Thursday, February 26, 2009

New Push for Federal Aid for Abroad Study

The push for a five-fold increase in the number of U.S. college and university students going abroad is getting a renewal in the Senate.

Against the backdrop of President Barack Obama’s advocacy of greater global engagement by Americans, Sens. Richard Durbin, D-Illinois, and Roger Wicker, R-Mississippi, reintroduced the Senator Paul Simon Study Abroad Foundation Act on Wednesday.

The bill seeks to provide funding to bring about the Lincoln Commission’s recommendation, adopted in 2005, that 1 million Americans be studying abroad yearly by 2015. A version passed the House in 2007 but stalled procedurally in the Senate.

While 55 percent of high school students say they plan to study abroad in college, only about 1 percent actually do. And, according to the National Association of State Universities and Land-Grant Colleges, almost two-thirds of those who do go abroad study in western Europe.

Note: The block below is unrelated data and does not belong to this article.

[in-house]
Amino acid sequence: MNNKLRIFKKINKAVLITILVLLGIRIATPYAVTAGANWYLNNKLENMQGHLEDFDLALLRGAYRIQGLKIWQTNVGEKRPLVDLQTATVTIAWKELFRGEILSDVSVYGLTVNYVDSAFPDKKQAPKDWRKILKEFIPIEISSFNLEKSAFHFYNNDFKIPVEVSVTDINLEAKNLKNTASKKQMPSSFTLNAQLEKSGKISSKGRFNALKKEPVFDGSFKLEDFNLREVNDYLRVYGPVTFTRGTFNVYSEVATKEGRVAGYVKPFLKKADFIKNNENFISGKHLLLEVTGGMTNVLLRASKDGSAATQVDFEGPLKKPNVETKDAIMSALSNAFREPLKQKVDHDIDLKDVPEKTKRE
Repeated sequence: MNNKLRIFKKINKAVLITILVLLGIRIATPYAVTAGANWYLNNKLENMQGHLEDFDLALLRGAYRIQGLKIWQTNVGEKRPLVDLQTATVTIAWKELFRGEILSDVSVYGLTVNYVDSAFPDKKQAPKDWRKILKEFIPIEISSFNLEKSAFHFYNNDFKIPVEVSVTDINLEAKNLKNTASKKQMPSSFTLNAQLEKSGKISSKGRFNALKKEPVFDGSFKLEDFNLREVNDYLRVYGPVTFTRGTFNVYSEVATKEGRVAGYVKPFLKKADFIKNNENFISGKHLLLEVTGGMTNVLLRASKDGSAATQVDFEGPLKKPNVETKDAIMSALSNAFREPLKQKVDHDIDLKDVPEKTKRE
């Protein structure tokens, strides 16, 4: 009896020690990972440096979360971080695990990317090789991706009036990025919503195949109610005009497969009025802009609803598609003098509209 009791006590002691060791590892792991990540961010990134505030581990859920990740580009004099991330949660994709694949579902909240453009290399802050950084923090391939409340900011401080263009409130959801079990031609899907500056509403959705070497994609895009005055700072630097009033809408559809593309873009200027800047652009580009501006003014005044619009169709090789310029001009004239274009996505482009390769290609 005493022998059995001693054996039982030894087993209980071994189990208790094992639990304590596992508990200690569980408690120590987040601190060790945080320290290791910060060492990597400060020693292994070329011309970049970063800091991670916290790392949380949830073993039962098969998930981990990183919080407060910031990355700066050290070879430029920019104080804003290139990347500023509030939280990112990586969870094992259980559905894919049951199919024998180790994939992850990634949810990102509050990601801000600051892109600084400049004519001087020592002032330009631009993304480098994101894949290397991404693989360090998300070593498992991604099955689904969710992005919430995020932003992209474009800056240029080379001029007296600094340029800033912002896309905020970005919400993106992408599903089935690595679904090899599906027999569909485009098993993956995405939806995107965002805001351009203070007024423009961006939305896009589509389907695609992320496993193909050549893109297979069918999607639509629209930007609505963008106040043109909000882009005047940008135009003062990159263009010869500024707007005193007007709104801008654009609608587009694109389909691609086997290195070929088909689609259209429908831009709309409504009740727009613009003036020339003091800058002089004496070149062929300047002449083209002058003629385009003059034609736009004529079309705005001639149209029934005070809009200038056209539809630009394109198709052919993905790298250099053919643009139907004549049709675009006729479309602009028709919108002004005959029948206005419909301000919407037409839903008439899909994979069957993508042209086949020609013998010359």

The bill reintroduced on Wednesday also seeks to increases study-abroad opportunities for underrepresented student groups and to increase study abroad in nontraditional locations where most of the world’s population increase is taking place.

Prospects for passage are unclear in when Congress and the president are focused on the recession. Any approval of funding for study abroad initiatives would also have to go through the appropriations process.

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